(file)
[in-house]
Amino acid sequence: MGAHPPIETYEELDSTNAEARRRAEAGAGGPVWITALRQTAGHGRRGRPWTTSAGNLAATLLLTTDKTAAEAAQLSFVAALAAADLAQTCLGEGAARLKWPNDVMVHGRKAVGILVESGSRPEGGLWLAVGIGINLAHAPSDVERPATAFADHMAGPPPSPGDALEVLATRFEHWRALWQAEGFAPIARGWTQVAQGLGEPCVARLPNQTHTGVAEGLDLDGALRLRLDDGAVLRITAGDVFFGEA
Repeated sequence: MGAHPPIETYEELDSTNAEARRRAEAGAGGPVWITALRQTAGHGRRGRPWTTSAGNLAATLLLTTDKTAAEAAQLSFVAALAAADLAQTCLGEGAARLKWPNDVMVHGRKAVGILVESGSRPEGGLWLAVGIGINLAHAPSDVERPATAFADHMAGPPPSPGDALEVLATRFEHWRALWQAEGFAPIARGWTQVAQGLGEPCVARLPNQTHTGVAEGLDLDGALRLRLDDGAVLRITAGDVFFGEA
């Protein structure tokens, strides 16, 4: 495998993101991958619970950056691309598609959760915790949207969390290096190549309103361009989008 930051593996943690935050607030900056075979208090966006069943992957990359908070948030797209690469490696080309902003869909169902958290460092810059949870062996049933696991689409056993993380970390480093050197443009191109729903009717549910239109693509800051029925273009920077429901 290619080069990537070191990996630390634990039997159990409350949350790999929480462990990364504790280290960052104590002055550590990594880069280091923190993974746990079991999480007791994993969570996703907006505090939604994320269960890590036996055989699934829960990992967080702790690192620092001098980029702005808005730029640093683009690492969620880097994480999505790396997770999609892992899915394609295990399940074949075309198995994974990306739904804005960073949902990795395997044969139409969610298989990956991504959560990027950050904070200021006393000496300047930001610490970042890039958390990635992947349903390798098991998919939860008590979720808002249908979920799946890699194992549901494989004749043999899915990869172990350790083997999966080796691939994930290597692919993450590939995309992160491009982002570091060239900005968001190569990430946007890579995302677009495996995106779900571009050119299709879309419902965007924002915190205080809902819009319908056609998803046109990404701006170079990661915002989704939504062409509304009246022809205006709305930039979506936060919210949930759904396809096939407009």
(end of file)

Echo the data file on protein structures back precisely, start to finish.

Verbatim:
[in-house]
Amino acid sequence: MGAHPPIETYEELDSTNAEARRRAEAGAGGPVWITALRQTAGHGRRGRPWTTSAGNLAATLLLTTDKTAAEAAQLSFVAALAAADLAQTCLGEGAARLKWPNDVMVHGRKAVGILVESGSRPEGGLWLAVGIGINLAHAPSDVERPATAFADHMAGPPPSPGDALEVLATRFEHWRALWQAEGFAPIARGWTQVAQGLGEPCVARLPNQTHTGVAEGLDLDGALRLRLDDGAVLRITAGDVFFGEA
Repeated sequence: MGAHPPIETYEELDSTNAEARRRAEAGAGGPVWITALRQTAGHGRRGRPWTTSAGNLAATLLLTTDKTAAEAAQLSFVAALAAADLAQTCLGEGAARLKWPNDVMVHGRKAVGILVESGSRPEGGLWLAVGIGINLAHAPSDVERPATAFADHMAGPPPSPGDALEVLATRFEHWRALWQAEGFAPIARGWTQVAQGLGEPCVARLPNQTHTGVAEGLDLDGALRLRLDDGAVLRITAGDVFFGEA
């Protein structure tokens, strides 16, 4: 495998993101991958619970950056691309598609959760915790949207969390290096190549309103361009989008 930051593996943690935050607030900056075979208090966006069943992957990359908070948030797209690469490696080309902003869909169902958290460092810059949870062996049933696991689409056993993380970390480093050197443009191109729903009717549910239109693509800051029925273009920077429901 290619080069990537070191990996630390634990039997159990409350949350790999929480462990990364504790280290960052104590002055550590990594880069280091923190993974746990079991999480007791994993969570996703907006505090939604994320269960890590036996055989699934829960990992967080702790690192620092001098980029702005808005730029640093683009690492969620880097994480999505790396997770999609892992899915394609295990399940074949075309198995994974990306739904804005960073949902990795395997044969139409969610298989990956991504959560990027950050904070200021006393000496300047930001610490970042890039958390990635992947349903390798098991998919939860008590979720808002249908979920799946890699194992549901494989004749043999899915990869172990350790083997999966080796691939994930290597692919993450590939995309992160491009982002570091060239900005968001190569990430946007890579995302677009495996995106779900571009050119299709879309419902965007924002915190205080809902819009319908056609998803046109990404701006170079990661915002989704939504062409509304009246022809205006709305930039979506936060919210949930759904396809096939407009």